This is one of the hardest passages in the Bible to believe with ones heart and live out in the world. Through it, we see God's definition of what true faith is. Having faith in God when all is good and when prayers are being answered in the way we would like is easy for the person who already professes to believe in God. The difficulty comes when things don't go our way and go against us - loss of job, death in the family, illness- any of these can cause a crisis of faith for the believer. They can also cause an unbeliever to seriously question and even dismiss God and the Christian faith altogether. Is this an appropriate response?
The person in the above passage basically has no food and no income. That's a pretty bad situation to be in. Health and family are probably still there, but where is the next meal going to come from? No grapes or young sheep or cattle? This is not just missing out on a meal or two. This family is looking at a serious, long-term deficiency for both food and money. How will they make it? Who will provide?
It is much to easy and simple to look at such a situation and claim that God doesn't exist. God not only calls on believers to have a deep, solid faith in Him, but to also have a multifaceted understanding of faith.That is, a faith that understands and accepts that God is there and loves us even when things don't look good.
Does the loss of a job mean that God doesn't exist? Or that God wants to move you to a different job/career/part of the country or world?
Does the loss of income mean that God doesn't love you? Or that God wants you to change your spending habits or trust more in Him to provide?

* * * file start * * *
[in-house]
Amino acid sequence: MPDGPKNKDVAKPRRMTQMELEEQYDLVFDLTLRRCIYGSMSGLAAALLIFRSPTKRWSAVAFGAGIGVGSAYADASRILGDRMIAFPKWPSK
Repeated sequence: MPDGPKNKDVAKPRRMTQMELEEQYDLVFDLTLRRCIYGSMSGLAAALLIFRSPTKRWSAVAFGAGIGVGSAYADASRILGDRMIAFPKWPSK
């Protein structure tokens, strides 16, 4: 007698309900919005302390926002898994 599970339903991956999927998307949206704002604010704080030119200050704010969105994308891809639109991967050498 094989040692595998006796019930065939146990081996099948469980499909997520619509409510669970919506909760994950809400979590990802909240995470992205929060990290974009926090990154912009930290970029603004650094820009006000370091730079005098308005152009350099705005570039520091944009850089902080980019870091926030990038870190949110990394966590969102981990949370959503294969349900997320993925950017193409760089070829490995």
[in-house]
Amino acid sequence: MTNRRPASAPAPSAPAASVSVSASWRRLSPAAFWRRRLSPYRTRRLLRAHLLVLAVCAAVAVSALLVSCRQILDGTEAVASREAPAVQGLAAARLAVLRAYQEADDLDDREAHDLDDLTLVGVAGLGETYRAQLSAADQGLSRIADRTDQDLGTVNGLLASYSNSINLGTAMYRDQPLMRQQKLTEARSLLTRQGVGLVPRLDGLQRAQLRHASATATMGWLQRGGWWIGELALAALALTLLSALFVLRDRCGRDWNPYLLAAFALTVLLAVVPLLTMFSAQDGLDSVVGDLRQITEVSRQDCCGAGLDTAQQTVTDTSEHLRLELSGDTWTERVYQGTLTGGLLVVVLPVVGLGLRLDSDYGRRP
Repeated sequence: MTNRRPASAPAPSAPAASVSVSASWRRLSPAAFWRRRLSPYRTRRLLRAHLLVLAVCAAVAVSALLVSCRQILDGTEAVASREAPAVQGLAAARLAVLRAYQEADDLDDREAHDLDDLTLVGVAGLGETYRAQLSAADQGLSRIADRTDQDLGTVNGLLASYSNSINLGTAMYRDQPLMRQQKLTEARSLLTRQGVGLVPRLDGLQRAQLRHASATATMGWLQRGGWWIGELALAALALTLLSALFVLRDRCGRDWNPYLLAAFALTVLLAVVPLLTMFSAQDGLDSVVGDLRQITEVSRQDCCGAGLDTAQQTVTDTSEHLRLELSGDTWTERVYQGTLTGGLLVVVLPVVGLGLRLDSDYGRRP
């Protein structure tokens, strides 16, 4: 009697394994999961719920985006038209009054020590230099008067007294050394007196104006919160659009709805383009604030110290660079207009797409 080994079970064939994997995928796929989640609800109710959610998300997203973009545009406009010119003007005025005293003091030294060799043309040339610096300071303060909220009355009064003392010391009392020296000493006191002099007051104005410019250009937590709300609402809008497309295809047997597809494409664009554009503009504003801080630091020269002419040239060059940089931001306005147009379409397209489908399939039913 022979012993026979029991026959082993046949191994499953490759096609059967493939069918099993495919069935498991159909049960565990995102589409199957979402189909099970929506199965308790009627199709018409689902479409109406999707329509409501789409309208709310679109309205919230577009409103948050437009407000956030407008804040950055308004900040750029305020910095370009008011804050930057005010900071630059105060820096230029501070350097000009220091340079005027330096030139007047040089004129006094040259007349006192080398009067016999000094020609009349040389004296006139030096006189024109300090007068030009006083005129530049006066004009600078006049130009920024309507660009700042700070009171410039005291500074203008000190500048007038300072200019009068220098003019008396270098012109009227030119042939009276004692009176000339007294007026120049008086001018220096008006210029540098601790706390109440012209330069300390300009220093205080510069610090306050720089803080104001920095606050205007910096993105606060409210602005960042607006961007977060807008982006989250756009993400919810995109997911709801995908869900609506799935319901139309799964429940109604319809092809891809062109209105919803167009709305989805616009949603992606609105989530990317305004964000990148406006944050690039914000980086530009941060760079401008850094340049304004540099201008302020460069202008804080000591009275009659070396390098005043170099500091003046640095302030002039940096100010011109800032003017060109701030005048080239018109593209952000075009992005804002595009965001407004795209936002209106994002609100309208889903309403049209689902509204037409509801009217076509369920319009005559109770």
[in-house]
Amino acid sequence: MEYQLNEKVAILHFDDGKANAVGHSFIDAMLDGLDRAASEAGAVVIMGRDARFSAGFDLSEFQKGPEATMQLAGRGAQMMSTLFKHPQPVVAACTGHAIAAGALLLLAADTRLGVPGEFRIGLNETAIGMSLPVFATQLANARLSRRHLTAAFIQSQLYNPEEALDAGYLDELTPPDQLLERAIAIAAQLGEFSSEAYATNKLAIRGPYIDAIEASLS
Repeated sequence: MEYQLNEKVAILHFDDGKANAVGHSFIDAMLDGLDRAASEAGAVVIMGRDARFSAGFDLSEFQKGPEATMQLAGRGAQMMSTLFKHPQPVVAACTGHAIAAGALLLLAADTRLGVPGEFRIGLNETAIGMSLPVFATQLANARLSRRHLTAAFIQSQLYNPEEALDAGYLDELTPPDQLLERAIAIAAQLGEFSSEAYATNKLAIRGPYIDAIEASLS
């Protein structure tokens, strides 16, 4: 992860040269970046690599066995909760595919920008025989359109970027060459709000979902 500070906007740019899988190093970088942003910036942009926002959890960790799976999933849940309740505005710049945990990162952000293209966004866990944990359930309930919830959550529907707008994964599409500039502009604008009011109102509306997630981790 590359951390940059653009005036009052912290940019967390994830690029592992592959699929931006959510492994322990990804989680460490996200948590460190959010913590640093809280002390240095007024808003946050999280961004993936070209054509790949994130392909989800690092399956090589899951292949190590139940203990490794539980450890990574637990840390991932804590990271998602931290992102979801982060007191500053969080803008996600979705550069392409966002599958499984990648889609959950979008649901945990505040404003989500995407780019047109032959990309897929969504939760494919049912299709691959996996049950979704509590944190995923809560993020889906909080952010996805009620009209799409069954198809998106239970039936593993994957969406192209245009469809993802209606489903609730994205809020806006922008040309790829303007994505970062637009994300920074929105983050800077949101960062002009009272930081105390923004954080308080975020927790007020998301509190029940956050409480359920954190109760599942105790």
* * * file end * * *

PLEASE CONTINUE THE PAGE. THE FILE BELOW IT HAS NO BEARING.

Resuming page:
Does sickness or illness mean that God is asleep at the switch? Or that God wants to change you and work through this very difficult time?
Death poses a great challenge to ones faith. As I write this I reflect back on my daddy's passing.... I was deeply impacted to say the least. Do we trust God when our loved ones die? Do we trust Him to know when to bring someone home for eternity?
In the beginning of Job, Job lost all of his children in a wind (sandstorm?). Obviously this was a very difficult time for him, yet Job did not curse God but kept his faith in Him. Job 1:22 says, "In all this, Job did not sin by charging God with wrongdoing." The sin here is saying that God does wrong. You could expand this to say that it is a sin to say that God does evil. Yet God often gets the blame when things do not go the way we want. This seems to be the heart of the matter when people take the Lord's Name in vain. It's often charging God with doing wrong, sometimes with doing or being evil.
One can take this road when faced with the evils and tragedies of life. God wants us to have a deep, multifaceted faith in Him.
"Though the fig tree does not bud and there are no grapes on the vines, though the olive crop fails and the fields produce no food, though there are no sheep in the pen and no cattle in the stalls, yet I will rejoice in the LORD, I will be joyful in God my Savior." Habakkuk 3:17-18.
hugs.... love & blessings